News update on dye sorghum cultivation in Benin
Rob Nout and Anita Linnemann of Wageningen Food Quality and Design are visiting Benin in the context of the ARF project “Promoting dye sorghum cultivation”. They were given a demonstration about the traditional use of sorghum bio-colorant for colouring local cheese (“wagashi”).
This ARF project “Promoting dye sorghum cultivation to improve livelihoods in rural Benin in a context of climate change (Dyegrain)” addresses the commercial production of dye sorghum and the processing of its bio-colorants and grain in order to improve rural livelihoods in Benin.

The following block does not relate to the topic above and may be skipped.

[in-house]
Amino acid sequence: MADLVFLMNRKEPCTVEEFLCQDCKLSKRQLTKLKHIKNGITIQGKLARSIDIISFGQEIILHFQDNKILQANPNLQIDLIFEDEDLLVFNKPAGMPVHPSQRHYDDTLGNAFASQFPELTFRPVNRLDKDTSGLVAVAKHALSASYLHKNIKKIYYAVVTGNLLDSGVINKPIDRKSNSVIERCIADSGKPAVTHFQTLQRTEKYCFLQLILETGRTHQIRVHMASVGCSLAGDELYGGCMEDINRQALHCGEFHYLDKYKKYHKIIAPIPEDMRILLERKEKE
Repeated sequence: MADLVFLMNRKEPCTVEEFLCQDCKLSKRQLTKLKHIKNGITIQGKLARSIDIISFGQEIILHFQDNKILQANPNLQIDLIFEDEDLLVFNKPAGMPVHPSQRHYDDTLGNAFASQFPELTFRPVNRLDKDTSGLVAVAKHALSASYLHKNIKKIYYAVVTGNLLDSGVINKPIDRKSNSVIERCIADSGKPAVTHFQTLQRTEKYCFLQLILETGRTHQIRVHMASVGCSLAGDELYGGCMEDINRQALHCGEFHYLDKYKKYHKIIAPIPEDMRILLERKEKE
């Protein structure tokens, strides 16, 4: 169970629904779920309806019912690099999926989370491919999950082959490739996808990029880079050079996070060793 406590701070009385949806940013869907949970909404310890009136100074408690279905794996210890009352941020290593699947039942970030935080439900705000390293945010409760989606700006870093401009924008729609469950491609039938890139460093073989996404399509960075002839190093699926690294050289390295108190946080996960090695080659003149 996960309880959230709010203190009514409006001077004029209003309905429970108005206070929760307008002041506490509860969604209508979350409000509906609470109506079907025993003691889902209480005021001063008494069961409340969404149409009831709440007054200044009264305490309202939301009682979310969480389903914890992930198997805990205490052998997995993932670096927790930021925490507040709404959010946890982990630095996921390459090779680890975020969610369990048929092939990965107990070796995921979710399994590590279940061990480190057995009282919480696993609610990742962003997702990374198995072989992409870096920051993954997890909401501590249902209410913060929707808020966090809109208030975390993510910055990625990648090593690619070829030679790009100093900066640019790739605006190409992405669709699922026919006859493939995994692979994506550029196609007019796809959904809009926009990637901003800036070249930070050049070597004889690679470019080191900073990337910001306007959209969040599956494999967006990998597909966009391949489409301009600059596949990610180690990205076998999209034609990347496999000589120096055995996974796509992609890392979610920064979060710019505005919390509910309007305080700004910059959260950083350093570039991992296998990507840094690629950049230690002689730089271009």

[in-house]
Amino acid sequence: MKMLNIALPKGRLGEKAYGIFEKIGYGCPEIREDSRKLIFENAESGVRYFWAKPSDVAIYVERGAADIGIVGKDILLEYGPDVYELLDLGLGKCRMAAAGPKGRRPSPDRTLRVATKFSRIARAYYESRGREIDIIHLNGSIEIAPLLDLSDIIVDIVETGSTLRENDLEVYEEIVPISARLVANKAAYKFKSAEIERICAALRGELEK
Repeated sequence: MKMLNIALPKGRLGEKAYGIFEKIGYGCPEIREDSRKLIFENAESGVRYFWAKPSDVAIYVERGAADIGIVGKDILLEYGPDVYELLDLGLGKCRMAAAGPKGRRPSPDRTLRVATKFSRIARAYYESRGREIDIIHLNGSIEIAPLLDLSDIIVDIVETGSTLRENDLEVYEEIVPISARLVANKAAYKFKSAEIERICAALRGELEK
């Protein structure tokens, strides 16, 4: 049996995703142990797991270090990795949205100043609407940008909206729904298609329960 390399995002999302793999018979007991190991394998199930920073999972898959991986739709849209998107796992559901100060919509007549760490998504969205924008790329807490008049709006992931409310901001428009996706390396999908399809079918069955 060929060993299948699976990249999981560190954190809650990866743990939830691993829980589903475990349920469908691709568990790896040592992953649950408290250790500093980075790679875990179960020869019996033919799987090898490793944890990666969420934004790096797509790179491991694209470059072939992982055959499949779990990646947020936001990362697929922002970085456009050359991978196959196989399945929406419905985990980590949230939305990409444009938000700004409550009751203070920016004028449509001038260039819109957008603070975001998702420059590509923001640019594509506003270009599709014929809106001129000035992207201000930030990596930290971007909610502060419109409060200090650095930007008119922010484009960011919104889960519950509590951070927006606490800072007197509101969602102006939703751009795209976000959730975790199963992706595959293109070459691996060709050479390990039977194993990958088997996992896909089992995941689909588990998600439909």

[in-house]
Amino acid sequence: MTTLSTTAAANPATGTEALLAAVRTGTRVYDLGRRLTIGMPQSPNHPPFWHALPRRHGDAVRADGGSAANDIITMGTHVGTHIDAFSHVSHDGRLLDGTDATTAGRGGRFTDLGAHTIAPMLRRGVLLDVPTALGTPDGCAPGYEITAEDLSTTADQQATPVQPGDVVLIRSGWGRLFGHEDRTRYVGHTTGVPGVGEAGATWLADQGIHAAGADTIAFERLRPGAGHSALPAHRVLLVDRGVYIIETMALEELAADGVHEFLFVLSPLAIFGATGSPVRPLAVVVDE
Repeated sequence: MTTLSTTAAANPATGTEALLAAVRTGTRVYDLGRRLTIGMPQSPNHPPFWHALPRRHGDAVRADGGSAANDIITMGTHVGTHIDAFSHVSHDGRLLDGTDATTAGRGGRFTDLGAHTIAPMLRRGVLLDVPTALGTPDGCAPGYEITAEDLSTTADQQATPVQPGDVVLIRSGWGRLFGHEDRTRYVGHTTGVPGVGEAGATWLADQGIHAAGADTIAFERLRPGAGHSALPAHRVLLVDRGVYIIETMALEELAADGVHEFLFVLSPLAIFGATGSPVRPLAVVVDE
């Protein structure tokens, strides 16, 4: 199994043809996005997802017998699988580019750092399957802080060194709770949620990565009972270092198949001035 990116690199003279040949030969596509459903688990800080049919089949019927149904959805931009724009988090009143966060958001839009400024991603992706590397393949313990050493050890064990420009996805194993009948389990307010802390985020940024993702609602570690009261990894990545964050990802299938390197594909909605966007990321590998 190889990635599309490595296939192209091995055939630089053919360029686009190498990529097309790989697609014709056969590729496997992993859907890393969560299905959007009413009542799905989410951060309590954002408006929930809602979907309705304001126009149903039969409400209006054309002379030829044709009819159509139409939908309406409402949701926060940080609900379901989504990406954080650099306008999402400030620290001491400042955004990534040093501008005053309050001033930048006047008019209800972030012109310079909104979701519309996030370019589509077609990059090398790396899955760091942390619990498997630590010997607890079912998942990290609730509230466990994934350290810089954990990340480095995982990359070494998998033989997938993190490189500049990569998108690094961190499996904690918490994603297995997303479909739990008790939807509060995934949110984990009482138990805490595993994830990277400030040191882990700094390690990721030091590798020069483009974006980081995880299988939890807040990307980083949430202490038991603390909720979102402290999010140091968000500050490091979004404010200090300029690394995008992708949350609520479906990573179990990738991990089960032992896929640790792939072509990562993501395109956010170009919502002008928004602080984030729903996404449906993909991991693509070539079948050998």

The natural red dye extracted from the leaf sheaths of sorghum, a cereal that is grown in areas that are too dry for corn, has been used traditionally for a long time for, among other things, colouring local cheese. The process consists of: first washing the leaf sheaths, then crushing them in warm water, putting the (white) cheese (locally known as “wagashi”) in it and finally putting it on a fire until everything is boiling. In Europe there is interest in this dye because it may be a natural substitute for the artificial red dyes that are currently used in food.